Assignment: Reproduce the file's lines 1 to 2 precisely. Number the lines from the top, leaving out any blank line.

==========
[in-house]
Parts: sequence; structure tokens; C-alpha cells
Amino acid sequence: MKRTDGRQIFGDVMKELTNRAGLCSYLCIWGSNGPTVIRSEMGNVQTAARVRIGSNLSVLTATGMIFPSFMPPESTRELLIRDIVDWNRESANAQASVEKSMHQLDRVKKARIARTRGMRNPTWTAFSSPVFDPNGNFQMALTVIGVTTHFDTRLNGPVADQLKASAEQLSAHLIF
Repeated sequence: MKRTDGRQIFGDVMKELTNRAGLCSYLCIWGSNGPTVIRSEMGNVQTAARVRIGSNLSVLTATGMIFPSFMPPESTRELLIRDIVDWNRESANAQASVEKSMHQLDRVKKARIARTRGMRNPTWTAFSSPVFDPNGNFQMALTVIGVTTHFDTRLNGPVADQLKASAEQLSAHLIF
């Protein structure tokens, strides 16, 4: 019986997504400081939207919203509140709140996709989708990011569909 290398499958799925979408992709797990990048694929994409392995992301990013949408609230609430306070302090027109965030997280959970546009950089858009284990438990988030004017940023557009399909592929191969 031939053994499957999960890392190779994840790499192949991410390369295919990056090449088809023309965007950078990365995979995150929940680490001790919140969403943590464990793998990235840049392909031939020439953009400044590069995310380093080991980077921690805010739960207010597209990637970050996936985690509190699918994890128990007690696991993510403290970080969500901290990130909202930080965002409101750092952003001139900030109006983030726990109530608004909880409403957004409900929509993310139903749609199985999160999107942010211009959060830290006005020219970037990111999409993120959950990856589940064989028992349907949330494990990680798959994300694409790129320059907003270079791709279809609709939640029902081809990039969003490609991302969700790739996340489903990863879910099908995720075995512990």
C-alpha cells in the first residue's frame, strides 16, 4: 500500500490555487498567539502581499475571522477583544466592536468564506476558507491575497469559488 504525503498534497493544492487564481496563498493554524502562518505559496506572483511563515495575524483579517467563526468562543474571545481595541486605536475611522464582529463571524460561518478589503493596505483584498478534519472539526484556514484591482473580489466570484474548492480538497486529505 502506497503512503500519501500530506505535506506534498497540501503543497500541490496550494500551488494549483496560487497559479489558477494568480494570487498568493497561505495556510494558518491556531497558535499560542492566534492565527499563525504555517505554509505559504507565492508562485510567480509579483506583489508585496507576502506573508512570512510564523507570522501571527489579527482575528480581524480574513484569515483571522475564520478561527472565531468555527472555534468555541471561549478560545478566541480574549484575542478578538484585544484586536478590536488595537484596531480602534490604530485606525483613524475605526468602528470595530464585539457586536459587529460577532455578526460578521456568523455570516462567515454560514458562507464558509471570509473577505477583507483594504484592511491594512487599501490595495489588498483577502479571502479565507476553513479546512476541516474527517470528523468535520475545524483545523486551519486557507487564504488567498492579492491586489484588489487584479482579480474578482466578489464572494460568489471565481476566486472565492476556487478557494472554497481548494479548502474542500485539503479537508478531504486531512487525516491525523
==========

[in-house]
Parts: sequence; structure tokens; C-alpha cells